The buzz about the biggest U.S. lottery ever continues, as we wait for the rest of the Powerball winners to come forward.
So far, just Jim and Lisa Robinson, the Tennessee ticket buyers, have claimed their portion of the $1.5 billion prize. Many lottery veterans and financial experts have questioned the couple's public acceptance of their millions (they're taking the lump sum payment), but what's done is done.
Jim and Lisa Robinson (she's in the fuchsia jacket, with her husband to the left of her in this screenshot), America's newest lottery millionaires, talk about their good luck. Click image to watch the full Fox News video.
As we wait for the California and Florida winners to reveal themselves -- and sort through the many lottery-inspired hoaxes -- there are a few other confirmed winners…and losers.
The stores that sell winning tickets get a prize, too. The amounts are determined by the participating state lottery commissions. California has the biggest reward -- $1 million -- for the ticket seller. The Florida vendor will get $100,000. The seller in Tennessee will get $25,000.
States tend to lose on lotteries: And joining the millions of us whose numbers didn't come up -- yep, those are my worthless Powerball tickets there to the left -- the state lotteries themselves are among the losers.
"Every bit helps, but net revenues from lottery sales are not big in the scheme of state budgets," according to a recent analysis by the Rockefeller Institute of Government. Gross lottery sales are substantial - about $70.2 billion in fiscal year 2014, according to the North American Association of State and Provincial Lotteries."
But, write Lucy Dadayan and Donald J. Boyd in the Rockefeller report, net revenues for state budgets after payment of prizes, administrative costs and other expenses were only around $18.1 billion, or 26 percent of sales.
Basically, according to the Rockefeller report, lotteries are a minor element in state fiscal systems, accounting on average for approximately 2 percent of state tax revenues.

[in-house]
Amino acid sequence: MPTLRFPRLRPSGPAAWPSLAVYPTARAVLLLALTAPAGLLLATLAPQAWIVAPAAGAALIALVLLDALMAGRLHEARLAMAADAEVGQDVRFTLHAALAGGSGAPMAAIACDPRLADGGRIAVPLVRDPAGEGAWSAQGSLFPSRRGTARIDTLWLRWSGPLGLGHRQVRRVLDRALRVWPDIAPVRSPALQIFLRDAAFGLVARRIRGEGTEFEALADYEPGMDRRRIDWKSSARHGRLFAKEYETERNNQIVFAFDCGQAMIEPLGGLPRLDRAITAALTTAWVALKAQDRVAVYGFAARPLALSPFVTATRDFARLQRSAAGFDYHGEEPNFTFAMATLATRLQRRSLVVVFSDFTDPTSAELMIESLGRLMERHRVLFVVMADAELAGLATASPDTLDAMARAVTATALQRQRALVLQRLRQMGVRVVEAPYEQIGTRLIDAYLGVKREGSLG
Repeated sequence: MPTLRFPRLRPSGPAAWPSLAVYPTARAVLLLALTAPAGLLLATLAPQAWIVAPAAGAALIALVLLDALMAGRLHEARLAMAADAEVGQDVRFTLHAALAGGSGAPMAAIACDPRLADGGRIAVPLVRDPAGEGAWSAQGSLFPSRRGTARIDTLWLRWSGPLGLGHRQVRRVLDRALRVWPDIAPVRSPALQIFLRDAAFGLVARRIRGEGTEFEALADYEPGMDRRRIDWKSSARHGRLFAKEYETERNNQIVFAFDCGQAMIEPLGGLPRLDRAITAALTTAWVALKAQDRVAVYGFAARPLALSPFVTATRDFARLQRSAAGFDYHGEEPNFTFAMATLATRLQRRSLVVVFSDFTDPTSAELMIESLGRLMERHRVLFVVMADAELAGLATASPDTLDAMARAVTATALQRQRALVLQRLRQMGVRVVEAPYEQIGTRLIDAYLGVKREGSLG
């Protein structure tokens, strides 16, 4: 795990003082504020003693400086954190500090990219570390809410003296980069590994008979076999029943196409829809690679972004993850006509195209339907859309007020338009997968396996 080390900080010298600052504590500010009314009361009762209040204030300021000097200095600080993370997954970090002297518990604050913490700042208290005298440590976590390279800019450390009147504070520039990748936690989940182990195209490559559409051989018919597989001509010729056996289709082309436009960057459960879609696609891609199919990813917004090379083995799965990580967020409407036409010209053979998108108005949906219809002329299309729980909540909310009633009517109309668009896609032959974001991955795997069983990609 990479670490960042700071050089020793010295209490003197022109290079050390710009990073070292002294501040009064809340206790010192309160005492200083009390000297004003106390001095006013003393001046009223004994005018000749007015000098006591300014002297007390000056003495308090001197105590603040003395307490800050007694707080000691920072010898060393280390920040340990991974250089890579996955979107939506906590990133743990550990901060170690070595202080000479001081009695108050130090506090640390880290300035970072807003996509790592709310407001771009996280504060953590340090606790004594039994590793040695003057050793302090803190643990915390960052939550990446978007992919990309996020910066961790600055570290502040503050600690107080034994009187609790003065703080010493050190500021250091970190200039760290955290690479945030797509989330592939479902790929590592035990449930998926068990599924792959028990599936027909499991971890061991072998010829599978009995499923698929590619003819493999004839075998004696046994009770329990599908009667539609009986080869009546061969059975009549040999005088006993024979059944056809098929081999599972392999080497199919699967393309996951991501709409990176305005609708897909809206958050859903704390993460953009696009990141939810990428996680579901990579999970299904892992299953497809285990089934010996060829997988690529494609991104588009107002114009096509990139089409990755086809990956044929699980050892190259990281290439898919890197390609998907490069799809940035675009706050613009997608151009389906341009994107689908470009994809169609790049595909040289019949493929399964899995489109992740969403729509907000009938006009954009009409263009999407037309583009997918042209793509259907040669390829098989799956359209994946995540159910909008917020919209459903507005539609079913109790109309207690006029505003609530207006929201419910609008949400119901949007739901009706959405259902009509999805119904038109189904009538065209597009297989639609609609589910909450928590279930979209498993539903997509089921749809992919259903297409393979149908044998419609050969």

The Rockefeller findings reinforce an earlier Tax Policy Center (TPC) report that noted while lotteries generated more than $21 billion for states in 2011, that was just 1 percent of the states' own-source revenue.
"Revenues ranged from just under $10 million in North Dakota (0.5 percent of own-source revenue) to over $3 billion in New York (1.6 percent)," writes Richard C. Auxier in TPC's Tax Vox blog. "That's in part because less than a third of lottery sales went to state revenue in 36 of the 43 states with lotteries in 2012. The remaining two-thirds of sales went to prizes, retailer commissions, and administration expenses (including advertising)."
Minimal percentage to schools: But what about all the dollars for, in most states, education programs?
At best, lottery revenue can only modestly increase spending on education and other programs, according to the Tax Vox post. In the states that dedicate all lottery revenue to Kindergarten through grade 12 education, that revenue never covered more than 5.5 percent of total spending in 2011.
Dadayan and Boyd of the Rockefeller Institute agree. "Despite earmarking, higher lottery revenue does not necessarily translate into increased state spending on dedicated purposes," they write, "and lottery shortfalls do not necessarily translate into spending cuts for dedicated programs."
And in North Carolina, where nearly all of the state's lottery revenue is dedicated to elementary and secondary education, a 2015 budget twist leaves teachers and assistants out of any windfall.
Tar Heel State lawmakers last year shifted distribution of lottery proceeds from those in the classrooms to bus drivers, janitors and other noninstructional support staff. The reason: to ensure that teacher salaries aren't funded by a variable source of money.
No state income taxes either: Other losers in this largest every U.S. lottery? The tax departments in the winners' states.
California exempts, in most situations, lottery winnings from its individual income tax, which has a top tax rate of 13.3 percent for millionaires.
Tennessee only taxes interest and dividend earnings.
Florida is one of seven states with no individual income tax at all.
But the Internal Revenue Service is the big lottery winner, on this Powerball payout and all gambling winnings. As I also discussed last week at Bankrate Taxes Blog, the IRS gets at least part of its tax cut from winners immediately, regardless of whether they take their money in one large payout or in 30 annuity payments.
I'm presuming the still anonymous California and Florida lottery winners are, as I and other financial folks recommend, taking their time to get a good grasp on the tax issues related with large lottery payouts.
Congratulations to them on their luck. May it continue as they deal with their new-found wealth.
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